Formerly regarded as the Eastern Province of Pakistan, Bangladesh is a country in southern Asia and it gained independence in 1971.
From the statistics provided about Bangladesh’s minimum wage structure, it is evident that average Bangladeshi employees in the economic sector are remunerated very poorly compared to those under industry-specific minimum wages.
Venezuela’s actual monthly minimum wage may be difficult to arrive at but based on estimates, the country’s monthly minimum wage is less than $20. Although Venezuela is economically endowed, corruption and bad governance happen to have ruined the country’s economy.
Reports claim that Venezuela grapples with economic instability occasioned by currency devaluation and severe hyperinflation.
Due to the severe economic crisis in Venezuela, lots of Venezuelans are now in the habit of leaving their regular jobs for online jobs such as programming and graphic design. These days, many Venezuelan professionals working online get paid in US dollars which are a better alternative to the devalued Venezuelan currency.
Cuba is a Caribbean island and Spanish-speaking country that is highly dependent on sugar exportation. Cuba, which was a Spanish colony until 1898, has been described as the country with the fourth lowest minimum wage in the world.
With sugar accounting for nothing less than 70% of its exports, Cuba maintains a relatively meager monthly minimum wage of $30.14 (which is equal to 420 pesos). However, the Cuban government makes up for the stated wage deficit by providing free food for Cuban employees.
Iran’s monthly minimum wage is in two variants –the unofficial monthly wage of $100 and the official monthly wage of $216.
Sadly, Iran is one of the countries terribly hit by currency devaluation and economic crisis. With this, $1 exchanges for as much as 110,000 Iranian rials.
In Iran, the influence of the black market makes it practically impossible for the Iranian government to stabilize the country’s exchange rate.
Albania’s monthly minimum wage is estimated around $210, making Albania one of the European countries with meager minimum wages.
Even as Albania has been recovering from the aftermath of its national crisis of the 1980s, the country’s monthly minimum wage of $210 is considered low compared to those of other European countries.
Many Albanians try to double up their income streams as a way of cushioning the economic effects of the country’s low minimum wage.
Considering that Albania is a developing country, its monthly minimum wage of $210 may prove substantial. Interestingly, some of the things that could attract tourists/foreigners to the country are fair taxation policies, reduced cost of living and desirable standard of living.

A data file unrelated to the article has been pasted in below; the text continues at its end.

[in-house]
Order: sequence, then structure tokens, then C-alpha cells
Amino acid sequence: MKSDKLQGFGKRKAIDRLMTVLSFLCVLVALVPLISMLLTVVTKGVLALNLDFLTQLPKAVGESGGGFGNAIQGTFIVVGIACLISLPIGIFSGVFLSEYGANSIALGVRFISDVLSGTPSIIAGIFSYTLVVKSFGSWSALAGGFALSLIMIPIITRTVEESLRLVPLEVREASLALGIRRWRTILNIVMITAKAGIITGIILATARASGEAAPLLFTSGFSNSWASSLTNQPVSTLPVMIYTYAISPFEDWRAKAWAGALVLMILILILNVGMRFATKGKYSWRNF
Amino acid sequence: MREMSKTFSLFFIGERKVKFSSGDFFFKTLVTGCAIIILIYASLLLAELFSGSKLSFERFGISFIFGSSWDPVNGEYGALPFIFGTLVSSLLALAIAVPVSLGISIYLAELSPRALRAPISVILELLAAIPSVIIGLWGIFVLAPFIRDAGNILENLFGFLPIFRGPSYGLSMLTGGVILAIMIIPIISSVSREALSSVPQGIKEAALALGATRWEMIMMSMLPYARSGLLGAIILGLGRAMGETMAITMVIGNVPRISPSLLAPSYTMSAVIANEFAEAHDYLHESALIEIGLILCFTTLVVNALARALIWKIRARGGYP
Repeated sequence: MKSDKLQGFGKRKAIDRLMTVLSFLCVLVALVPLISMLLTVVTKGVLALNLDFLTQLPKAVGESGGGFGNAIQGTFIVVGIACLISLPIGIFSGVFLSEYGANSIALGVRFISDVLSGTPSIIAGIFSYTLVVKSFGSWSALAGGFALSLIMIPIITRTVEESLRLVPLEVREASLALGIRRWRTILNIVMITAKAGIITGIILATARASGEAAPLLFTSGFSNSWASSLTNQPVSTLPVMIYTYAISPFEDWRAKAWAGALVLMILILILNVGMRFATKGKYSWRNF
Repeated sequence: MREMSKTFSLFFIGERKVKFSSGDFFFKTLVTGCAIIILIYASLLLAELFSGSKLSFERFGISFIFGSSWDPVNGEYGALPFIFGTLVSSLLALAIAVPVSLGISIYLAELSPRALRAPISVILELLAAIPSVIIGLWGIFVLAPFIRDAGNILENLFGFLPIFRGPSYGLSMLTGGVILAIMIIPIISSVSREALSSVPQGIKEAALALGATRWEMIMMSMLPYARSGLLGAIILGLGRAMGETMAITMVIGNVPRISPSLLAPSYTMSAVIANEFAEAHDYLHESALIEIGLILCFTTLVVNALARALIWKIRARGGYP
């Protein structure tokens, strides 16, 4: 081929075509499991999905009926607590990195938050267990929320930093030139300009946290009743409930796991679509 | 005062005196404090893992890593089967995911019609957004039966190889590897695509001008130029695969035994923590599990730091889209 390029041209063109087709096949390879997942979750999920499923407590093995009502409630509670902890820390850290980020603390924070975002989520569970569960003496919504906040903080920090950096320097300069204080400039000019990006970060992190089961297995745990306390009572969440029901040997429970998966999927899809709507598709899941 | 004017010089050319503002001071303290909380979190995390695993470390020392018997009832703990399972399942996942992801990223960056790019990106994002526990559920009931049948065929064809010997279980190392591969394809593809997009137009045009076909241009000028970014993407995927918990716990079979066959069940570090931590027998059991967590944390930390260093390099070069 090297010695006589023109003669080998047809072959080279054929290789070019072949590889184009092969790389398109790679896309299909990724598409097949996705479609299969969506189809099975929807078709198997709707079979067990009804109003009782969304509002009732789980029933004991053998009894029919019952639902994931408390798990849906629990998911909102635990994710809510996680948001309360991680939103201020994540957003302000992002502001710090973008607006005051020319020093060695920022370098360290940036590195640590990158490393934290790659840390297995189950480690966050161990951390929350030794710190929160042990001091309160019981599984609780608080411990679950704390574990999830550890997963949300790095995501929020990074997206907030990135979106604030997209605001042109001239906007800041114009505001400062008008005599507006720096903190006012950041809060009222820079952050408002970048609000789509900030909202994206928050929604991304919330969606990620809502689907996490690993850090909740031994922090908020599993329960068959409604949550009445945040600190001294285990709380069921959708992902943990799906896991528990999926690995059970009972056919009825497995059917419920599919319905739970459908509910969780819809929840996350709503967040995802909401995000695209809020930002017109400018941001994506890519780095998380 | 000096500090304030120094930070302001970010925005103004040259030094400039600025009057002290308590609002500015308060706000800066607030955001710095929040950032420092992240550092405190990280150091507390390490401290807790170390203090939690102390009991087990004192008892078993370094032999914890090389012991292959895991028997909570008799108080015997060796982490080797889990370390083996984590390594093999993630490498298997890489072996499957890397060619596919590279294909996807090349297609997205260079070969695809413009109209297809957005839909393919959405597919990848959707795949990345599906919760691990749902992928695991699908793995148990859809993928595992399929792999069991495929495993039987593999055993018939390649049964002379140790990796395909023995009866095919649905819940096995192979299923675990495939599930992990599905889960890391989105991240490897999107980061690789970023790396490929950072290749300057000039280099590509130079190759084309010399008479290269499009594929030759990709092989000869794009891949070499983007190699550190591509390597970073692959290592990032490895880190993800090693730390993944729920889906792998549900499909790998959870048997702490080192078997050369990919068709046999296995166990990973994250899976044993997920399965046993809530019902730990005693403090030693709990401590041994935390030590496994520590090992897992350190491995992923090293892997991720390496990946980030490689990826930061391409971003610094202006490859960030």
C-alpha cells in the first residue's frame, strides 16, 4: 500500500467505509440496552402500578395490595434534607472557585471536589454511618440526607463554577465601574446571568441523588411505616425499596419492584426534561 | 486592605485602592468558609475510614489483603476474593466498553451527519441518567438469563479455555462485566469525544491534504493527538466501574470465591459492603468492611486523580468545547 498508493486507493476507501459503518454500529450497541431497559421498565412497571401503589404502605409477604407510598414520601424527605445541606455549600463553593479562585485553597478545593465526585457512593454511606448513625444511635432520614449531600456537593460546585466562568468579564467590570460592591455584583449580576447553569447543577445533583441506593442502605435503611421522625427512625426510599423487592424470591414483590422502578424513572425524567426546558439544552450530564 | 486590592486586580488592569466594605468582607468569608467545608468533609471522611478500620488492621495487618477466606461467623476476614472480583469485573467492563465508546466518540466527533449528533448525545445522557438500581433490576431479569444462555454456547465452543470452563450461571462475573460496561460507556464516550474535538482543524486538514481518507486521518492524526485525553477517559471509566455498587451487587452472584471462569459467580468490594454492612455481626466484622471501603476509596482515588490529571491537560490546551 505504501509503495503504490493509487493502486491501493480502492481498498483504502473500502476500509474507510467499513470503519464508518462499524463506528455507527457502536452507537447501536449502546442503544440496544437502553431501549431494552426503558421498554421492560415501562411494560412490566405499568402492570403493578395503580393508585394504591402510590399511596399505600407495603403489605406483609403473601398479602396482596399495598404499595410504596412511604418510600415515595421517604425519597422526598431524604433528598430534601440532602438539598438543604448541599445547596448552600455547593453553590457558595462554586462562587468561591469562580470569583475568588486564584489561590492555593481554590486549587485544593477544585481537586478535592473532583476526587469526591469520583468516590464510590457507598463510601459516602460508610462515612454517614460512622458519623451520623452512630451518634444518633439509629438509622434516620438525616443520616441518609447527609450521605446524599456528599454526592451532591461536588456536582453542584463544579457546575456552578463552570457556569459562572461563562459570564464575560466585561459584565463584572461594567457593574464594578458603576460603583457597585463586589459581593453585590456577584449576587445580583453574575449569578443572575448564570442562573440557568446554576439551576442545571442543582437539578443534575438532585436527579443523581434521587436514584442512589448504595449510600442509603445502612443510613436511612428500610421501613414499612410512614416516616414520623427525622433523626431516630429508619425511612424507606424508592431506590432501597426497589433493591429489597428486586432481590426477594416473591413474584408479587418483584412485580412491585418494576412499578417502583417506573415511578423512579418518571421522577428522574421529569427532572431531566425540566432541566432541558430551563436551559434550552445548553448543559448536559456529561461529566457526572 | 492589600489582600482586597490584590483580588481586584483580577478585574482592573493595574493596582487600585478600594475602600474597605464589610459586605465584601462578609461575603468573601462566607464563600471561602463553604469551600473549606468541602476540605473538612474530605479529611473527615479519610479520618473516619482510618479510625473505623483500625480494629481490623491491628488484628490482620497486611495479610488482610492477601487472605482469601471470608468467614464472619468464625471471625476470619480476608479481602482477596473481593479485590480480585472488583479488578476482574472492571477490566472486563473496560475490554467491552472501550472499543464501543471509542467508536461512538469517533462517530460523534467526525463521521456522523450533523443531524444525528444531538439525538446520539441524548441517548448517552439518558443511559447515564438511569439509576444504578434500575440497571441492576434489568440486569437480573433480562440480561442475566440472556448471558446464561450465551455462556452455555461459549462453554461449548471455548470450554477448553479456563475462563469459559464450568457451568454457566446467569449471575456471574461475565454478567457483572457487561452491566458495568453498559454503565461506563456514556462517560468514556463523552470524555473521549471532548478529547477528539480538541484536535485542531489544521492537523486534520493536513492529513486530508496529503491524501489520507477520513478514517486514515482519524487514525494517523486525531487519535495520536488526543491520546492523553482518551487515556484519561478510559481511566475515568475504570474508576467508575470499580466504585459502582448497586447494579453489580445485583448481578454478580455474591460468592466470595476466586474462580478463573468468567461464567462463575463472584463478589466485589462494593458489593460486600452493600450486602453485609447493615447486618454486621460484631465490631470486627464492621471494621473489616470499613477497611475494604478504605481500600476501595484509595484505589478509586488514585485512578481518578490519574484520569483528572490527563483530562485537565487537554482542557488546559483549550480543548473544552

Ukraine is a European country with the monthly minimum wage of $212. Barring the fact that bad governance and corruption pulled back its economy, Ukraine could have been faring well in terms of minimum wage. Nevertheless, Ukraine’s minimum wage is considered appreciable except when compared with those of powerful European countries.
Perhaps, Ukraine is one country that has suffered the kind of fate that befell the economies of Venezuela and Iran.
The monthly minimum wage in Malaysia stands at $243. As much as one may want to consider this a relatively low wage, Malaysia however offers several benefits in such areas as cost of living, labour force and foreign investments.
Broadly, Malaysia is a suitable destination for digital nomads, most especially online professionals in the fields of business management, computer science, marketing and graphic design.
Malaysia’s labour force is less saturated and many foreigners are taking advantage of job openings to keep themselves meaningfully engaged in the country.
The minimum wage of Morocco is in two variants notably $265 monthly wage for employees in the private sector and $310 monthly wage for their counterparts in the public sector.
However, Morocco boasts one of the best economies in Africa and professionals relocating to the North African country can succeed with such skills as human resources, sales management, engineering and marketing.
With its monthly minimum wage estimated around $277, South Africa boasts a much more vibrant economy compared to most of the other African countries.
Foreigners willing to explore South Africa for formal occupations may like to find themselves in one of the country’s profitable business lines including product management, software engineering, data science, account management, etc.
Similarly, online professionals relocating to South Africa will find the country suitable for rendering their internet-based services.
We hope you’ve found the above information insightful regarding the countries with the lowest minimum wages in the world. However, the figures above are not completely accurate since many employers in the listed countries tend to defy the minimum wage laws set by relevant authorities.